Heartiest congratulations to Tom Yasuda, new CEO at Multiquip. Hard to imagine somebody besides the legendary Irv Levine as CEO of that continually growing company, but my contacts at the Carson, Calif.-based supplier tell me that the highly respected Yasuda is more than capable of filling Levine's shoes. And he will have ample help with experienced leaders such as Roger Euliss, president of Multiquip's general construction equipment division, and MQ Power president Bob Graydon to collaborate with.
As for Levine, still Multiquip's chairman, he is still in the office every day and very much involved in guiding the company that he founded more than 30 years ago. Levine, who was inducted into the American Rental Association's Hall of Fame a few months ago, earned the loyalty of so many rental people by marketing his company towards rental companies and their unique needs at a time when not many suppliers were doing so. He played a big role in the growth of this industry and will be missed when he eventually retires.
But that time hasn't come yet. For now, maybe I'll start practicing a comedy routine so I can roast him in the style to which he's become accustomed.
Our cover story this month talks about the importance of the human element in communicating with customers. Sure that's not a revolutionary concept, but from some of the reports I've heard from the field recently, it's one that bears repeating. This is still so much of a relationship business, and the companies that maximize those personal relationships with customers are the ones that are going to be successful.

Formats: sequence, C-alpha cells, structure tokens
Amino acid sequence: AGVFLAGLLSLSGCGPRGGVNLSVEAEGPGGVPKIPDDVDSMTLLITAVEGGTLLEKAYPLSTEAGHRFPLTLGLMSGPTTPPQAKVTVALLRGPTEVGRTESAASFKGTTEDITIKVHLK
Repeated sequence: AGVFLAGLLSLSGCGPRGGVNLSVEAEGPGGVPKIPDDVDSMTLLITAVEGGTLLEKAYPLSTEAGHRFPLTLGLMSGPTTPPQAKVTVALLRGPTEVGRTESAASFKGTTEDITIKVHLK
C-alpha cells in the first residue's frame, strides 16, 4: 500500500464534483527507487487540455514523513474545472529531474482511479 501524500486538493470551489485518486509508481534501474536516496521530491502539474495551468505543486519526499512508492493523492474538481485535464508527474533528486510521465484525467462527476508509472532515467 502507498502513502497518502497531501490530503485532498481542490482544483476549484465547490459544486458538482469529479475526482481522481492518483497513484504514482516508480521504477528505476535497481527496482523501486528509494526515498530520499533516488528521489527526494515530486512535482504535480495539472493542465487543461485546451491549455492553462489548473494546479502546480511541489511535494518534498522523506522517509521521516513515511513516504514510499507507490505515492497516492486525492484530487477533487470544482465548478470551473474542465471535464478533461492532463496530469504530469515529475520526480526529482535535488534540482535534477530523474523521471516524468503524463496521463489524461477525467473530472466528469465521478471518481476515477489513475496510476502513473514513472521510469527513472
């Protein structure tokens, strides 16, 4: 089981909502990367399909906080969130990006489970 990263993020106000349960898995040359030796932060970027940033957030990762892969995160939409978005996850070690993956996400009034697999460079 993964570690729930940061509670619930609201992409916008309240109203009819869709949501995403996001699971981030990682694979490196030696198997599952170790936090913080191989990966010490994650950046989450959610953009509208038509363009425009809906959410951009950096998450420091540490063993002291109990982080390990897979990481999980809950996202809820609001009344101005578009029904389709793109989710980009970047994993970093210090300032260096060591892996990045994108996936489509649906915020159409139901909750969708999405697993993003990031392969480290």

I wonder if any rental company has ever tracked what percentage of their customers that request a particular piece of equipment are actually requesting the correct item. One of the most important questions you can ask a customer is “What are you going to use it for?” So many rental people have told me that often what the customer asks for might work but that there is often a better way of doing it. To be able to say: “Sure you can use a backhoe, but have you ever tried a mini-excavator? You might be able to maneuver more easily in that tight space if you tried one.” Satisfied customers tend to become repeat customers.
That's why the human touch is so important and while technology is important, the expedience of it does not easily replace the human element.
I'm sure the many friends of Charles Snyder, recently retired CEO of Ameco, will be happy to know that his cancer — specifically non-hodgkins lymphoma — is in full remission and he has returned to a normal work schedule. Personally I can say I've known few finer people than Charles and I'm sure that opinion would be shared by most who know him. Best wishes for a speedy recovery for one of the best guys around.